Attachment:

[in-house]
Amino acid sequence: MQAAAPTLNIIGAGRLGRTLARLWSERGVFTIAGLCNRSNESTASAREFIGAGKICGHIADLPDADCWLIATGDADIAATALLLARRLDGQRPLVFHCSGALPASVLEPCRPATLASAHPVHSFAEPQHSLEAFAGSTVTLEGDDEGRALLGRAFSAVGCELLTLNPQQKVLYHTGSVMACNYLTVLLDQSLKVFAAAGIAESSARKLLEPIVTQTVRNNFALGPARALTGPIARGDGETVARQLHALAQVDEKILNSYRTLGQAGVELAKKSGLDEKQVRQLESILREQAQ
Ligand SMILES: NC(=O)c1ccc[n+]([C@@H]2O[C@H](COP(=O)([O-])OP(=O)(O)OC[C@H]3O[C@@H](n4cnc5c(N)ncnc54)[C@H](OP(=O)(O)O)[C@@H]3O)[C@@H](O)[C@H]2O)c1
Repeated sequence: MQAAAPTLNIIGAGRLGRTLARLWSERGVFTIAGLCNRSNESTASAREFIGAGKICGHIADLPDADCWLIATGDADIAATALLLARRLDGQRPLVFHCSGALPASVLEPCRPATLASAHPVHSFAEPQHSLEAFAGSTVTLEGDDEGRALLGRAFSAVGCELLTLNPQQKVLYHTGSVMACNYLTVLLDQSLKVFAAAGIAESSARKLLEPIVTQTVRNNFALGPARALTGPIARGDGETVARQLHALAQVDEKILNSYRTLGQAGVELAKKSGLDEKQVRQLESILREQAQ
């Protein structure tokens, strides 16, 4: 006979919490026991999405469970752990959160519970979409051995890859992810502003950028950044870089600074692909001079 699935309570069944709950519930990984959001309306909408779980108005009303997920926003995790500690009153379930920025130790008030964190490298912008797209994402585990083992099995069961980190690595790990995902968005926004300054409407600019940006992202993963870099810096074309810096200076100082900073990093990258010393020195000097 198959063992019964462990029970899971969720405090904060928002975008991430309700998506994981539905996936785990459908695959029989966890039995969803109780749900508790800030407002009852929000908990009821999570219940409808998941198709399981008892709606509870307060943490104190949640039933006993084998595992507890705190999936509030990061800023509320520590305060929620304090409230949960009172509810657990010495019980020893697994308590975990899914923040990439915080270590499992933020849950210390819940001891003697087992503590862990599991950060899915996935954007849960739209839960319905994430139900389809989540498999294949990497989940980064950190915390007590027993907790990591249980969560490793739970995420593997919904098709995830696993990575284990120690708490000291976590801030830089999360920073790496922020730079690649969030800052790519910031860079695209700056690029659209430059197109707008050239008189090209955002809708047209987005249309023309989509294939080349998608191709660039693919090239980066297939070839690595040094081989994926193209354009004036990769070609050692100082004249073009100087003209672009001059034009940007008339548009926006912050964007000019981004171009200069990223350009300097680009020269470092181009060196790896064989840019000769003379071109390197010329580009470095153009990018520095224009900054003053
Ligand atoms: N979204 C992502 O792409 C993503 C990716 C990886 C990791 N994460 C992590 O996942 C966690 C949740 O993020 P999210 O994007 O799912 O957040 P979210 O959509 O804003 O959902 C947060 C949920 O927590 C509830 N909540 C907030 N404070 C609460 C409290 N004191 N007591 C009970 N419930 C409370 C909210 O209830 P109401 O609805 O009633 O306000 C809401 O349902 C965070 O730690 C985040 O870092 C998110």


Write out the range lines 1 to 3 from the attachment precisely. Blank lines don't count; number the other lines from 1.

[in-house]
Amino acid sequence: MQAAAPTLNIIGAGRLGRTLARLWSERGVFTIAGLCNRSNESTASAREFIGAGKICGHIADLPDADCWLIATGDADIAATALLLARRLDGQRPLVFHCSGALPASVLEPCRPATLASAHPVHSFAEPQHSLEAFAGSTVTLEGDDEGRALLGRAFSAVGCELLTLNPQQKVLYHTGSVMACNYLTVLLDQSLKVFAAAGIAESSARKLLEPIVTQTVRNNFALGPARALTGPIARGDGETVARQLHALAQVDEKILNSYRTLGQAGVELAKKSGLDEKQVRQLESILREQAQ
Ligand SMILES: NC(=O)c1ccc[n+]([C@@H]2O[C@H](COP(=O)([O-])OP(=O)(O)OC[C@H]3O[C@@H](n4cnc5c(N)ncnc54)[C@H](OP(=O)(O)O)[C@@H]3O)[C@@H](O)[C@H]2O)c1